Newly Launched African-centric Biobank Offers Researchers Access to African Biospecimens to Diversify Genomics and Translational Research

Newly Launched African-centric Biobank Offers Access Researchers to African Biospecimens to Diversify Genomics and Translational Research
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MyAfroDNA is a limited liability company that provides a solution to the significant lack of African representation in translational and genomics research. The African-centric biobank offers access to ethically sourced African biospecimens across several therapeutic areas for researchers interested in leveraging from such African bioresources to diversify and advance their research efforts. The company which has just begun its operation in Southern Nigeria has already struck partnerships with over 300 health facilities to aid the collection of biospecimens in diseases across major therapeutic areas.

Dr. Justin Eze Ideozu, the founder of MyAfroDNA states, “the biobank has a vision to ensure people of African ancestry benefit from advances in translational and genomics research. We are on a mission to serve as the ultimate African biospecimen resource center for researchers interested in pursuing a wide range of biomedical research that will lead to improved global health outcomes. It is now well-known in the field that African genomes are more diverse than those of other ethnicities. So, studying African genomes will lead to novel insights into many diseases, new therapies, and global health improvement, yet they have been understudied.” The founder acknowledges there are existing efforts to address the problem of lack of diversity in genomics research but emphasizes that reaping the benefits of genomics research should go beyond just sequencing African genomes but ensuring that the generated knowledge is utilized to improve health outcomes for communities. MyAfroDNA is modeled to benefit researchers or end-users, providers, participants, African communities, health authorities, and at large people of all ancestries. Crucially, MyAfroDNA plans to make its datasets freely available to relevant non-profits, health providers and health authorities. Therefore, the benefits to Africans at individual- or community-level will be enormous.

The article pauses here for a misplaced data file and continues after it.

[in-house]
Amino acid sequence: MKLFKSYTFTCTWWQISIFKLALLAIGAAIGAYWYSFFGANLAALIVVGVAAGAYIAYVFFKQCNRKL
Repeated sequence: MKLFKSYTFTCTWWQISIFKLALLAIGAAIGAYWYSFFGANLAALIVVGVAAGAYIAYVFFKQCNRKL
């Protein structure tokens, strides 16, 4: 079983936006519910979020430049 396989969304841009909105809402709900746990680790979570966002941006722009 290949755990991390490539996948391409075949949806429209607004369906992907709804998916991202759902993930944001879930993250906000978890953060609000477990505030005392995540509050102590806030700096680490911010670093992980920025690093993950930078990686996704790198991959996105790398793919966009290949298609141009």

Dr. Siyeofori Dede, a Public Health Physician with a predilection for Public Health Genomics, is a Co-Principal Investigator of the Biobank. Dr. Dede states, “Public Health Genomics has been successfully integrated into health systems in many countries, but Africa lags behind in terms of using genomics knowledge to improve health outcomes of communities. MyAfroDNA’s promise of making the datasets generated from the biobank freely available to providers and relevant health authorities will revolutionize future designs of public health intervention programs and genetic policies for African communities.” Dr. Dede acknowledges it will not be an easy task to align genomic findings with public health programs but emphasizes that with sufficient funding and collaboration with both local and international experts he has no doubt the public health goal of the biobank can be achieved.

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Based on the biobank’s wide reach of access to African biospecimens from various diseases, they are capable of recruiting cohorts that will be of interest to potential collaborators and end-users. In addition to biobanking, MyAfroDNA will partner with local health facilities in African communities where it operates to offer molecular testing services and will support principal investigators interested in deploying genetics/genomics approaches to pursue their research questions. The company is open to collaborate with researchers from for-profit and non-profit institutions, including direct-to-consumer companies, biobanks, academic institutions, research institutions, health institutions, and individuals.